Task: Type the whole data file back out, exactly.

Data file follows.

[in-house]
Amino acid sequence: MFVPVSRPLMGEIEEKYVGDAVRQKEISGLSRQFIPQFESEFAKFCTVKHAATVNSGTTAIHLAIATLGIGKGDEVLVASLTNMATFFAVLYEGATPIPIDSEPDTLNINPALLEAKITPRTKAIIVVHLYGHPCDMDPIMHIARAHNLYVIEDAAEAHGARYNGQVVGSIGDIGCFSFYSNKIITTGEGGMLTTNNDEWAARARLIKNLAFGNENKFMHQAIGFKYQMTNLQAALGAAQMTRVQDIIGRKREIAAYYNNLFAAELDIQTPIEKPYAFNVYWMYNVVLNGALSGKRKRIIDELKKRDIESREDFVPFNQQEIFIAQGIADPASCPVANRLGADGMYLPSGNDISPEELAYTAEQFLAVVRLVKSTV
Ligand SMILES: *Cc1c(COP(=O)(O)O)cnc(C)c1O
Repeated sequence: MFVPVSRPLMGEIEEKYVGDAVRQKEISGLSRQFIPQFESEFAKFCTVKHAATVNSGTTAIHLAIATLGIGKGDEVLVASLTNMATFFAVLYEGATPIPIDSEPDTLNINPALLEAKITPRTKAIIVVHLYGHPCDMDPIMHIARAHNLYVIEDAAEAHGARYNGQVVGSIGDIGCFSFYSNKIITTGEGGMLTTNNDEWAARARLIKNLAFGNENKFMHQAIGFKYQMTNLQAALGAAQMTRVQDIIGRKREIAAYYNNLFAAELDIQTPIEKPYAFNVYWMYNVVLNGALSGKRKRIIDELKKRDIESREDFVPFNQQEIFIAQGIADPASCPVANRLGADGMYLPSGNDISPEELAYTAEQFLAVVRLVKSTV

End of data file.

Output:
[in-house]
Amino acid sequence: MFVPVSRPLMGEIEEKYVGDAVRQKEISGLSRQFIPQFESEFAKFCTVKHAATVNSGTTAIHLAIATLGIGKGDEVLVASLTNMATFFAVLYEGATPIPIDSEPDTLNINPALLEAKITPRTKAIIVVHLYGHPCDMDPIMHIARAHNLYVIEDAAEAHGARYNGQVVGSIGDIGCFSFYSNKIITTGEGGMLTTNNDEWAARARLIKNLAFGNENKFMHQAIGFKYQMTNLQAALGAAQMTRVQDIIGRKREIAAYYNNLFAAELDIQTPIEKPYAFNVYWMYNVVLNGALSGKRKRIIDELKKRDIESREDFVPFNQQEIFIAQGIADPASCPVANRLGADGMYLPSGNDISPEELAYTAEQFLAVVRLVKSTV
Ligand SMILES: *Cc1c(COP(=O)(O)O)cnc(C)c1O
Repeated sequence: MFVPVSRPLMGEIEEKYVGDAVRQKEISGLSRQFIPQFESEFAKFCTVKHAATVNSGTTAIHLAIATLGIGKGDEVLVASLTNMATFFAVLYEGATPIPIDSEPDTLNINPALLEAKITPRTKAIIVVHLYGHPCDMDPIMHIARAHNLYVIEDAAEAHGARYNGQVVGSIGDIGCFSFYSNKIITTGEGGMLTTNNDEWAARARLIKNLAFGNENKFMHQAIGFKYQMTNLQAALGAAQMTRVQDIIGRKREIAAYYNNLFAAELDIQTPIEKPYAFNVYWMYNVVLNGALSGKRKRIIDELKKRDIESREDFVPFNQQEIFIAQGIADPASCPVANRLGADGMYLPSGNDISPEELAYTAEQFLAVVRLVKSTV